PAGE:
U.S. high school students are taking more advanced math classes and earning higher grades, but math achievement hasn’t improved, writes Mark Schneider, a visiting scholar at AEI and a vice president at American Institutes for Research.
More of our high school students are getting through Algebra II and calculus, while fewer and fewer of them are stopping at general math and Algebra I. And transcript data show that even as they take more difficult courses, they are earning higher grades.
. . . while the math skills of elementary and middle school students entering high schools have improved, what American high school students know and what they can do in math have barely changed over the course of thirty years and not at all over the last fifteen. And when we step outside the United States to compare our high school students to students in other advanced industrial countries that are our peers and our competitors, the picture is also grim.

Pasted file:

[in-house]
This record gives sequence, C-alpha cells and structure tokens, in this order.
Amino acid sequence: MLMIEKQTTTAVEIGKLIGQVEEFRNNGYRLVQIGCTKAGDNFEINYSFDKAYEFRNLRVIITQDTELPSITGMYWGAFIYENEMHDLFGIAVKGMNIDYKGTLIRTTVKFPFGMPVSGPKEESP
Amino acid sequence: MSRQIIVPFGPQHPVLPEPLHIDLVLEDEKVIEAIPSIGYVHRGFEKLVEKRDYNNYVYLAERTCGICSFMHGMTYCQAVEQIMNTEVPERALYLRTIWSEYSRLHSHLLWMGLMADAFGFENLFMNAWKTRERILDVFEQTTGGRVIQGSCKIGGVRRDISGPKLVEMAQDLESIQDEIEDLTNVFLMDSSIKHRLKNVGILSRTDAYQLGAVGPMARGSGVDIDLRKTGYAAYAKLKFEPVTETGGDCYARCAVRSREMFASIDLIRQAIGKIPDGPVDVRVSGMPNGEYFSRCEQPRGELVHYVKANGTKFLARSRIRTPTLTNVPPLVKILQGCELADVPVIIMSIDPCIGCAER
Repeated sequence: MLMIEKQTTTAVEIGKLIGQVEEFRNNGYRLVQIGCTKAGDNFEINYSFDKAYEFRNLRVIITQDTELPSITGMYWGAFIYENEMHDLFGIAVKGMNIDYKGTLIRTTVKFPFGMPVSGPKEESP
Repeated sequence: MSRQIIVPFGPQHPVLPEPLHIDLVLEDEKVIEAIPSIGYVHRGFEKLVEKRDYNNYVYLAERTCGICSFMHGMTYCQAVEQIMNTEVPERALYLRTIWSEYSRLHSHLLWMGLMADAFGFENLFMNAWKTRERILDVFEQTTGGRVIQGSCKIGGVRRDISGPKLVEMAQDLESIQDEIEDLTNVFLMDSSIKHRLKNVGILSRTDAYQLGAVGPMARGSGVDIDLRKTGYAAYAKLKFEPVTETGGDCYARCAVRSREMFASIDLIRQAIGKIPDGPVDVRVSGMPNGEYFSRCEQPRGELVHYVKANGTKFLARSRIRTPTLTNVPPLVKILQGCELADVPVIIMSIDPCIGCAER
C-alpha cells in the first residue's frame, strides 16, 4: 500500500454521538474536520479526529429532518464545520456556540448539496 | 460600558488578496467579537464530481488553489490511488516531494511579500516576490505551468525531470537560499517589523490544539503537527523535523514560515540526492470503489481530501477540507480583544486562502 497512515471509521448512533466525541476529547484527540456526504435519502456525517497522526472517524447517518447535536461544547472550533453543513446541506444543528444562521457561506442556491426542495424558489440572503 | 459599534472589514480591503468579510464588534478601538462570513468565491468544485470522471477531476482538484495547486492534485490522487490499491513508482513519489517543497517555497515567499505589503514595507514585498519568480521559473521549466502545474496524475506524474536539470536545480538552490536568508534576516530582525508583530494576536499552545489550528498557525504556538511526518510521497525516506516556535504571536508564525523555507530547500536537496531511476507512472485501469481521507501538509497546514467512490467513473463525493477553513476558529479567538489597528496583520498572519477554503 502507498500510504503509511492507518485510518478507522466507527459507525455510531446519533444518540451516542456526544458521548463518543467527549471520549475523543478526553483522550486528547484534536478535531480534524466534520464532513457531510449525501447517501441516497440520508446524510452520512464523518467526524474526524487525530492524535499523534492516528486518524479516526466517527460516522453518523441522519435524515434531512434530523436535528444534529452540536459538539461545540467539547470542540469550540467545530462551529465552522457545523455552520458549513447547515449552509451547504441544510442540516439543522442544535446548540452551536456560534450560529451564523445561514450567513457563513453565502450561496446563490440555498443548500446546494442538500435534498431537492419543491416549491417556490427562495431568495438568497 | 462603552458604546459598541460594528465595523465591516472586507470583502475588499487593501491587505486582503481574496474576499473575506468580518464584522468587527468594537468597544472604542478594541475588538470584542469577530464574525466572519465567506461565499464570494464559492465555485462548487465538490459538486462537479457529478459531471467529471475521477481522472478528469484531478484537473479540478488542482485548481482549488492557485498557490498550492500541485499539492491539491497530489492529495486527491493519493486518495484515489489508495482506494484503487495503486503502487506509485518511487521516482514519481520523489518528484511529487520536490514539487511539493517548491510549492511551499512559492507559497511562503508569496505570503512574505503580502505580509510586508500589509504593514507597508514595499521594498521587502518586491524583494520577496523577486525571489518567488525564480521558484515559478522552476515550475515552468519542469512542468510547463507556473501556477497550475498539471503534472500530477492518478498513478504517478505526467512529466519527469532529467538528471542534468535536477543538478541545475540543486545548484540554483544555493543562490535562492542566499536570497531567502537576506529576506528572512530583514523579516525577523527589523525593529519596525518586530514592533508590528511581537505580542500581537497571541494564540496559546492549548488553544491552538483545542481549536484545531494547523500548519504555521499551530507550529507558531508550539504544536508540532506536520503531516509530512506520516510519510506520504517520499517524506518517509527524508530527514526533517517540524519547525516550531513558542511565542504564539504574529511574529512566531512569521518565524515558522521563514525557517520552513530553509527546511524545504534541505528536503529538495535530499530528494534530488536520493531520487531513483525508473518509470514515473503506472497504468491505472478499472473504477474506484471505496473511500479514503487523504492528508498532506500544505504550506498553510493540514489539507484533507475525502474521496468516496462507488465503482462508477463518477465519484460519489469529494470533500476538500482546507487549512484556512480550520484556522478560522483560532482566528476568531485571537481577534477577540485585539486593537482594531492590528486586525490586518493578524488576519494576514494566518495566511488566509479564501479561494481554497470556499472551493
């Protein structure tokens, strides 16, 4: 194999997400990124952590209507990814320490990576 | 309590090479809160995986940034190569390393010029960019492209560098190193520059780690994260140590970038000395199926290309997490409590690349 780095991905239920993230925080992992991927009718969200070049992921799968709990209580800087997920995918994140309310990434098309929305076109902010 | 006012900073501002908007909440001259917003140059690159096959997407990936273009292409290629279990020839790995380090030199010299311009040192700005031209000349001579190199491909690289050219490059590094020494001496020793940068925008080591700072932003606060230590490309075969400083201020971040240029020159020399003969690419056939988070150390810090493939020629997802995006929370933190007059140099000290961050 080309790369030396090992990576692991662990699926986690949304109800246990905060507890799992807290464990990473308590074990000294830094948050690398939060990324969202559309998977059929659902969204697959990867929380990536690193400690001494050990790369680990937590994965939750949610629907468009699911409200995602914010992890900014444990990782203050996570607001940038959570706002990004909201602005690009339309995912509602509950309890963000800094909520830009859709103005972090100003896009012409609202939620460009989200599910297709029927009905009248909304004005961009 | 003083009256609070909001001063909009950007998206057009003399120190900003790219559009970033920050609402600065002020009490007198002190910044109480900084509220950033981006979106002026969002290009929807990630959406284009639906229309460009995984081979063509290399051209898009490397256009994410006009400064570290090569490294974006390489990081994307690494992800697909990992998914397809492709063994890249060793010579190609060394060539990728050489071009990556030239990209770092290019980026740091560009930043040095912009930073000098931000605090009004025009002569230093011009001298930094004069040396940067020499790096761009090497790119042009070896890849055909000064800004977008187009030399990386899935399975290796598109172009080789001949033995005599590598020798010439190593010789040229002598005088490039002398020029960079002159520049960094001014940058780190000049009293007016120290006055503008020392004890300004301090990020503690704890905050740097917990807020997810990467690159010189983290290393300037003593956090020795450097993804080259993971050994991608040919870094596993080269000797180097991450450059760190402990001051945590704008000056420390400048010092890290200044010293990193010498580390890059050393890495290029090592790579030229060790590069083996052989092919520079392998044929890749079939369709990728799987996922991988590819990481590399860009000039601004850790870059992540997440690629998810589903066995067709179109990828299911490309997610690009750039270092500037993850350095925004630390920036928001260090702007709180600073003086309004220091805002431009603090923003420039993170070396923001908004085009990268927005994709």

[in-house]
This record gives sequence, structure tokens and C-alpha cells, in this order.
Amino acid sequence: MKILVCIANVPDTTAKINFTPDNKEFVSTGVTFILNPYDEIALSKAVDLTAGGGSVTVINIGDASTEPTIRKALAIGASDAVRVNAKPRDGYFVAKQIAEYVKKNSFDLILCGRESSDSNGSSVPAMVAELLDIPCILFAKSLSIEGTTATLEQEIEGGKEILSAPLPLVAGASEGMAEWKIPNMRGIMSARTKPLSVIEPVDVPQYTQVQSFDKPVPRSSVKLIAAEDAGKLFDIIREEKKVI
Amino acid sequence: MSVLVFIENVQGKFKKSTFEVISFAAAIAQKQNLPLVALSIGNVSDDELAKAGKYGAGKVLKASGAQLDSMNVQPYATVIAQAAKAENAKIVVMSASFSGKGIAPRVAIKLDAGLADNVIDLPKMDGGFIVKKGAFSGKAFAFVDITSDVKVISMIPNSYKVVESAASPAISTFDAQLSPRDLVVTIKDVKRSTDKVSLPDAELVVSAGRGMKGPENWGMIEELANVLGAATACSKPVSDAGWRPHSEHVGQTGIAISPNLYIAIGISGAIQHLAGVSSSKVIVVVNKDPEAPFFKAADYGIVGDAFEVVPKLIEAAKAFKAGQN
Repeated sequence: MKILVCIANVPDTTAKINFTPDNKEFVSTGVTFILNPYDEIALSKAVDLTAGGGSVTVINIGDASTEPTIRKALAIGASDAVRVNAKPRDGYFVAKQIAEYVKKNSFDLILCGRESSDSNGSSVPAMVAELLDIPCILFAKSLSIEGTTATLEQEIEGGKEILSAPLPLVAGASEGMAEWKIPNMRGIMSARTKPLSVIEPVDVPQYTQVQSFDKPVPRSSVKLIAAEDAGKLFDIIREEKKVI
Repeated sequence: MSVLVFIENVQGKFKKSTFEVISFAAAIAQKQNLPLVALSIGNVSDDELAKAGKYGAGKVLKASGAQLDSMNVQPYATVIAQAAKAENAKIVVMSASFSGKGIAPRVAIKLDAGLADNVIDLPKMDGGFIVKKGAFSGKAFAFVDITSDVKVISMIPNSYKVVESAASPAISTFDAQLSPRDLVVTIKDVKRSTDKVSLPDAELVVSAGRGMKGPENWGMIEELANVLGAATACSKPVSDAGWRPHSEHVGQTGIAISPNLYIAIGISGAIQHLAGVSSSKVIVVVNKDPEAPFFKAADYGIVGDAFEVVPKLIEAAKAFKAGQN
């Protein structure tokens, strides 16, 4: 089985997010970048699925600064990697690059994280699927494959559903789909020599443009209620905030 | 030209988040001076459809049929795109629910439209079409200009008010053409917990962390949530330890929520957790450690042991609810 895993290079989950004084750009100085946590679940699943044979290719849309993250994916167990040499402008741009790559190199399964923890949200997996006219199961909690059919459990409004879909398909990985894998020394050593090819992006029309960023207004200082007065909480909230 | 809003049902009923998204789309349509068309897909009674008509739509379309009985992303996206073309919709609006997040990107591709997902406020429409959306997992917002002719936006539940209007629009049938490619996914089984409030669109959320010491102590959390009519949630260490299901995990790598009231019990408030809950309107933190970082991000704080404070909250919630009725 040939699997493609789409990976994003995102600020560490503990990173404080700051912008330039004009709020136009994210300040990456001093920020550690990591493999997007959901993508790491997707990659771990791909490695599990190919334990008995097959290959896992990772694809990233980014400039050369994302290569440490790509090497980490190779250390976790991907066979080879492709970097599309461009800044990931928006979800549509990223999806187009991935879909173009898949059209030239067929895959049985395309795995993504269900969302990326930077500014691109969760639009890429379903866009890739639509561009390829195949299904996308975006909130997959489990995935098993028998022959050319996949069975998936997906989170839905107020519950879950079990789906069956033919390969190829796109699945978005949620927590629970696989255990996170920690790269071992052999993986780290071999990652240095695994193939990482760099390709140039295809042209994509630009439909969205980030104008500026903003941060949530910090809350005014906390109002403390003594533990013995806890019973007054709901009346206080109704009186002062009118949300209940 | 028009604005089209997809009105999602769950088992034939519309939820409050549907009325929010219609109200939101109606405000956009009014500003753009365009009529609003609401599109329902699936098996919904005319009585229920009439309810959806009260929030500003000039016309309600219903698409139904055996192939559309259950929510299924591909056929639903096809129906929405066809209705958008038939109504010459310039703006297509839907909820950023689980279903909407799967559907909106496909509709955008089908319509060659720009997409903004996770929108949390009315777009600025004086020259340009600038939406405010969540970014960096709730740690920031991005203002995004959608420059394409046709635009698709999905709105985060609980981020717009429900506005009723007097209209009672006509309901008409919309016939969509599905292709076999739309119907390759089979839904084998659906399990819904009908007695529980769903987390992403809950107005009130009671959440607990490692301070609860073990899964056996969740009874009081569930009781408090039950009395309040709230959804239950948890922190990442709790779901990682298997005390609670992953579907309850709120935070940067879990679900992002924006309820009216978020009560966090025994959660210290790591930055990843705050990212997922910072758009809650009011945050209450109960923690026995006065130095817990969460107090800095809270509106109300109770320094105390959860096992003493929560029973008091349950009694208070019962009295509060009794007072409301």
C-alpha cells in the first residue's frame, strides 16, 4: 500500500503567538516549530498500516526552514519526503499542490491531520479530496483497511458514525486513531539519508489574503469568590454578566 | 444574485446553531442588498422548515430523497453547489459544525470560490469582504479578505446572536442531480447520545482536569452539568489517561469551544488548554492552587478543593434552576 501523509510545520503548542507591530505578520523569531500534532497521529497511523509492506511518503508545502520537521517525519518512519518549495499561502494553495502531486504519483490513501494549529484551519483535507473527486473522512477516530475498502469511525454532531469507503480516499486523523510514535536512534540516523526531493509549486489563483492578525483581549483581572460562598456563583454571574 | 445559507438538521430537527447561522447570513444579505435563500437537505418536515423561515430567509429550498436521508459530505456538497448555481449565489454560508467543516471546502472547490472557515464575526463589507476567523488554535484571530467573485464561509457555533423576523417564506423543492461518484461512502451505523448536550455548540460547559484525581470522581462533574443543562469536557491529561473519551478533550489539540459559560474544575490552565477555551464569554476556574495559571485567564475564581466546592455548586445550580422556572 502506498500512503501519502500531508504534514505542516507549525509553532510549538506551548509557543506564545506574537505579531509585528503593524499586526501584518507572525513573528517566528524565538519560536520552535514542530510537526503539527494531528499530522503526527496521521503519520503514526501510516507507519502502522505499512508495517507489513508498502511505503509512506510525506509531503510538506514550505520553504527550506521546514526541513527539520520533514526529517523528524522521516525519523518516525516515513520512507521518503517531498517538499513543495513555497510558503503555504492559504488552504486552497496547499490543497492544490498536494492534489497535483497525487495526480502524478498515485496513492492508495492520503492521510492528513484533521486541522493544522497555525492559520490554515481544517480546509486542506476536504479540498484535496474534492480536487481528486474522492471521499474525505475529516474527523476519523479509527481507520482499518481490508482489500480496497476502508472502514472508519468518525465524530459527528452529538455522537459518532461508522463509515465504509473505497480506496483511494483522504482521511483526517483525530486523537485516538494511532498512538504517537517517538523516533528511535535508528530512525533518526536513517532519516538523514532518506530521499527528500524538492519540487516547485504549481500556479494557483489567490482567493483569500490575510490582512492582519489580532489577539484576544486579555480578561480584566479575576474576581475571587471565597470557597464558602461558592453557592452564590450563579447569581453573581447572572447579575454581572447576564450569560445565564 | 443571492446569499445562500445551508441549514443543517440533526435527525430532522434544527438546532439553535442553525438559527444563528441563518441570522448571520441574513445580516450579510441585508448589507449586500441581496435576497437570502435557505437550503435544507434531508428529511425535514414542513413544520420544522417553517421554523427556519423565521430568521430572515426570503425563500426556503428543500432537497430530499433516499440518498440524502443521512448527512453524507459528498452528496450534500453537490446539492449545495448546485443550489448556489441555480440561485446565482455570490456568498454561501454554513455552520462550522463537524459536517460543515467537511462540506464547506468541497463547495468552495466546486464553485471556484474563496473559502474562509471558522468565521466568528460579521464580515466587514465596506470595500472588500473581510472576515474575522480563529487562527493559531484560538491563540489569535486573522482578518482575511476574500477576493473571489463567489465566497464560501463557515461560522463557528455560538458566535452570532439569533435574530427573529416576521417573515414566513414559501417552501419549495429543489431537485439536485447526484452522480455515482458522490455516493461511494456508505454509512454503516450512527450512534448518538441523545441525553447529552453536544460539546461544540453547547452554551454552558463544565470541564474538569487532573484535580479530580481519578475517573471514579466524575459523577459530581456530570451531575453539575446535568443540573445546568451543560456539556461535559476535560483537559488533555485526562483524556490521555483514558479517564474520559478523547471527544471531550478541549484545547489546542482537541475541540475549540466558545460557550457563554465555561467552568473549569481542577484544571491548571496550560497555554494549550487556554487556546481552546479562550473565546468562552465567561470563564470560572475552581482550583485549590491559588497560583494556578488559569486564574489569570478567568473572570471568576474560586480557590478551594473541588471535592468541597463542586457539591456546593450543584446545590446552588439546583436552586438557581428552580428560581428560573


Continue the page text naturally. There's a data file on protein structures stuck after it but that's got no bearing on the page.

The new NAEP scores for math achievement will be out next week.